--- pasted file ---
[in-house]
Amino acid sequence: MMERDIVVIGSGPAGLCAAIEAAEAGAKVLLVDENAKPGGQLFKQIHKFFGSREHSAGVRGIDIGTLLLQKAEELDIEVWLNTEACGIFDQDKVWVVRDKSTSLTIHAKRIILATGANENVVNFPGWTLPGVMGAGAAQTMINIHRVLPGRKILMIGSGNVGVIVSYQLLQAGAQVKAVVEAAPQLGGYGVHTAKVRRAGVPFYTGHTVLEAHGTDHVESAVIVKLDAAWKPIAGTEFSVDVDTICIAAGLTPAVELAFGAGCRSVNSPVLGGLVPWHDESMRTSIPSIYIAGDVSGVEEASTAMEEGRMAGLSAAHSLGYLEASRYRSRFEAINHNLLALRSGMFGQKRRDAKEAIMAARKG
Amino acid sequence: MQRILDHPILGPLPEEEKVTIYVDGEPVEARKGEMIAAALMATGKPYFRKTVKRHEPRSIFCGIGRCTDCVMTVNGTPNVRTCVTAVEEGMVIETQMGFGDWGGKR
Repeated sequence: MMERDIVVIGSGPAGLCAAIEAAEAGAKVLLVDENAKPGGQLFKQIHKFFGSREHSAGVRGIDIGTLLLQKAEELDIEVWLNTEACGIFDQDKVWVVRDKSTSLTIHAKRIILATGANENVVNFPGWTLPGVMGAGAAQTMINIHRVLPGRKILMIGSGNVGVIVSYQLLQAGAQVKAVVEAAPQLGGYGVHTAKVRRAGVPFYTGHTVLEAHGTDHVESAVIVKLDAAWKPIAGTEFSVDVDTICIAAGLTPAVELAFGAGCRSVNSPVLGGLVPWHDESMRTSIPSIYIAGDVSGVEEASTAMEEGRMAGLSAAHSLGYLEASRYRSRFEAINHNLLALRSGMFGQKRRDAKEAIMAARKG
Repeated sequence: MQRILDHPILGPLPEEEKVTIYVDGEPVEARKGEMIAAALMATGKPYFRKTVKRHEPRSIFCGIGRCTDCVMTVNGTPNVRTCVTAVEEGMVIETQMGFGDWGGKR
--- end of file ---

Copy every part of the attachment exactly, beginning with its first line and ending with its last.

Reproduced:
[in-house]
Amino acid sequence: MMERDIVVIGSGPAGLCAAIEAAEAGAKVLLVDENAKPGGQLFKQIHKFFGSREHSAGVRGIDIGTLLLQKAEELDIEVWLNTEACGIFDQDKVWVVRDKSTSLTIHAKRIILATGANENVVNFPGWTLPGVMGAGAAQTMINIHRVLPGRKILMIGSGNVGVIVSYQLLQAGAQVKAVVEAAPQLGGYGVHTAKVRRAGVPFYTGHTVLEAHGTDHVESAVIVKLDAAWKPIAGTEFSVDVDTICIAAGLTPAVELAFGAGCRSVNSPVLGGLVPWHDESMRTSIPSIYIAGDVSGVEEASTAMEEGRMAGLSAAHSLGYLEASRYRSRFEAINHNLLALRSGMFGQKRRDAKEAIMAARKG
Amino acid sequence: MQRILDHPILGPLPEEEKVTIYVDGEPVEARKGEMIAAALMATGKPYFRKTVKRHEPRSIFCGIGRCTDCVMTVNGTPNVRTCVTAVEEGMVIETQMGFGDWGGKR
Repeated sequence: MMERDIVVIGSGPAGLCAAIEAAEAGAKVLLVDENAKPGGQLFKQIHKFFGSREHSAGVRGIDIGTLLLQKAEELDIEVWLNTEACGIFDQDKVWVVRDKSTSLTIHAKRIILATGANENVVNFPGWTLPGVMGAGAAQTMINIHRVLPGRKILMIGSGNVGVIVSYQLLQAGAQVKAVVEAAPQLGGYGVHTAKVRRAGVPFYTGHTVLEAHGTDHVESAVIVKLDAAWKPIAGTEFSVDVDTICIAAGLTPAVELAFGAGCRSVNSPVLGGLVPWHDESMRTSIPSIYIAGDVSGVEEASTAMEEGRMAGLSAAHSLGYLEASRYRSRFEAINHNLLALRSGMFGQKRRDAKEAIMAARKG
Repeated sequence: MQRILDHPILGPLPEEEKVTIYVDGEPVEARKGEMIAAALMATGKPYFRKTVKRHEPRSIFCGIGRCTDCVMTVNGTPNVRTCVTAVEEGMVIETQMGFGDWGGKR